It is a description thousands of walkers have come to appreciate over the five decades since fell-walker Alfred Wainwright introduced the Coast to Coast Walk across the north of England to the wider world.
Such is its popularity it seems strange the 190-mile trek from St Bees on the Irish Sea coast to Robin Hood’s Bay on Yorkshire’s North Sea coast has never held official status.
But that may now change with a long-running campaign to formally designate the route a National Trail beginning to bear fruit.
There is hope the Coast to Coast Walk, by Wainwright and first publicised in his 1973 book of the same name, will be granted recognition in time for its 50th anniversary.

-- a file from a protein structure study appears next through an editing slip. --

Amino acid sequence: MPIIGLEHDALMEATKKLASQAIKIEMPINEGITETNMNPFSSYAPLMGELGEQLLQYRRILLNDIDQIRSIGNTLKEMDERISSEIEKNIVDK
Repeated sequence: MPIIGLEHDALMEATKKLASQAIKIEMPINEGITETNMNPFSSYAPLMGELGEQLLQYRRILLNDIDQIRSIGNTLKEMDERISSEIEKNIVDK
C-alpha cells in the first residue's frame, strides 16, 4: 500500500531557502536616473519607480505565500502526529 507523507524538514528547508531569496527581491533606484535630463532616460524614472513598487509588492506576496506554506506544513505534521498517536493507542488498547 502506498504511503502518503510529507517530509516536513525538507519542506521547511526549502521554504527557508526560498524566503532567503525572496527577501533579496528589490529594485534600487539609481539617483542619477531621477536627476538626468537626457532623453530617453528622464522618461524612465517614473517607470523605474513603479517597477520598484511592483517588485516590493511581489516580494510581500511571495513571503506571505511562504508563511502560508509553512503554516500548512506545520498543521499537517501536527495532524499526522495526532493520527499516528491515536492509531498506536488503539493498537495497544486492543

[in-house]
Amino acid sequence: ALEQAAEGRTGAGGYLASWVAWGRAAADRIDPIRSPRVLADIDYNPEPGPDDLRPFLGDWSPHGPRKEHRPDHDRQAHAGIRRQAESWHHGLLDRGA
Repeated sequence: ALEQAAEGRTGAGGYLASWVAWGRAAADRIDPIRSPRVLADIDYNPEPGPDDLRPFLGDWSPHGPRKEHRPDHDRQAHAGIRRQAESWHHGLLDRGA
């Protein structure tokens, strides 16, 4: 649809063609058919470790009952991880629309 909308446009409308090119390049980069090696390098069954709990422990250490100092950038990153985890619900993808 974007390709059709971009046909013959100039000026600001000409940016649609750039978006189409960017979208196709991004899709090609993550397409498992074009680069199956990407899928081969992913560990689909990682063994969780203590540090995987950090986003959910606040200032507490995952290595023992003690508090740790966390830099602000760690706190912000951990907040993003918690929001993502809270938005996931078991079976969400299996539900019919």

A formal proposal is then due to be submitted to the Government next year and if approved Natural England will provide annual funding support and maintenance payments under the route’s new status.
Richmond MP and Chancellor of the Exchequer Rishi Sunak described Wainwright’s original idea as “simply brilliant” and said: “The Coast to Coast is renowned around the world and it is entirely right that it should have National Trail status – the fact it is currently an unofficial walk is a real anomaly.”